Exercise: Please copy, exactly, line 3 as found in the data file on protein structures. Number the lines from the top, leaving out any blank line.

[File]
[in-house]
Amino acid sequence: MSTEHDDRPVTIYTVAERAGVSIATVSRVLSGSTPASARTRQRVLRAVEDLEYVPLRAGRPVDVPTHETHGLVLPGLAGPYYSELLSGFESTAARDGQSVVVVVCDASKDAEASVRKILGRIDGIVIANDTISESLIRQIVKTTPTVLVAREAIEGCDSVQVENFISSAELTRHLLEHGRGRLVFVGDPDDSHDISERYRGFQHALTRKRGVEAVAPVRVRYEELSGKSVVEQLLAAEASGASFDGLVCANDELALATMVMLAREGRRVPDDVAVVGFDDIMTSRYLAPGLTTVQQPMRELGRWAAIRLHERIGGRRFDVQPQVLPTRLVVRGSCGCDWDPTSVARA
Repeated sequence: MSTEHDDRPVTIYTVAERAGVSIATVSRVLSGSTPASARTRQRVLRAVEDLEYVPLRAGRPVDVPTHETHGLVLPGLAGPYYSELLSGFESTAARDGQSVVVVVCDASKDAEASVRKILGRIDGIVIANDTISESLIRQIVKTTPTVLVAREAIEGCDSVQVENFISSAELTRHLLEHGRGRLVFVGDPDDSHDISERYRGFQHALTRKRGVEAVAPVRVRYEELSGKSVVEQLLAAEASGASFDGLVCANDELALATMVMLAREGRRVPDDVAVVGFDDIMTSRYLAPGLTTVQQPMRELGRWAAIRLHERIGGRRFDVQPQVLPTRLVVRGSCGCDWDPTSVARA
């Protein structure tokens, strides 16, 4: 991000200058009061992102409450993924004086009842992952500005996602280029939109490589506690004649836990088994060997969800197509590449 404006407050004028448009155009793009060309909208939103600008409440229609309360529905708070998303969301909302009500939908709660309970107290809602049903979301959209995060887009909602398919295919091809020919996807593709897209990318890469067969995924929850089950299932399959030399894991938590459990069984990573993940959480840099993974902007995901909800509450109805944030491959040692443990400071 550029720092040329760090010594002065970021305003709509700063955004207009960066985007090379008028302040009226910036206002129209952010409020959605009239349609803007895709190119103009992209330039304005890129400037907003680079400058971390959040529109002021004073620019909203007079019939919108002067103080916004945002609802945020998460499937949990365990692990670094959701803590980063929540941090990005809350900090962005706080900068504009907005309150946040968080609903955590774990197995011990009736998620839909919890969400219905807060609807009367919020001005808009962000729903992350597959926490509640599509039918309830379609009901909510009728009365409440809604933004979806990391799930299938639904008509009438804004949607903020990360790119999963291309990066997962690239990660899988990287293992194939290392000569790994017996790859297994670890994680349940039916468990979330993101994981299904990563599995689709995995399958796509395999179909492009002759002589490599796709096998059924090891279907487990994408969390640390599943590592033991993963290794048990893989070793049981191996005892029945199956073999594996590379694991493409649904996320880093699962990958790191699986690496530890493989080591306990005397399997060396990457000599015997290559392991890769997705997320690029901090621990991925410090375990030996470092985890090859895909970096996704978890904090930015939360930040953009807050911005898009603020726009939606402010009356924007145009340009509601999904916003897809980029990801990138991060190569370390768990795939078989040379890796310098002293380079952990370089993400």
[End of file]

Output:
Repeated sequence: MSTEHDDRPVTIYTVAERAGVSIATVSRVLSGSTPASARTRQRVLRAVEDLEYVPLRAGRPVDVPTHETHGLVLPGLAGPYYSELLSGFESTAARDGQSVVVVVCDASKDAEASVRKILGRIDGIVIANDTISESLIRQIVKTTPTVLVAREAIEGCDSVQVENFISSAELTRHLLEHGRGRLVFVGDPDDSHDISERYRGFQHALTRKRGVEAVAPVRVRYEELSGKSVVEQLLAAEASGASFDGLVCANDELALATMVMLAREGRRVPDDVAVVGFDDIMTSRYLAPGLTTVQQPMRELGRWAAIRLHERIGGRRFDVQPQVLPTRLVVRGSCGCDWDPTSVARA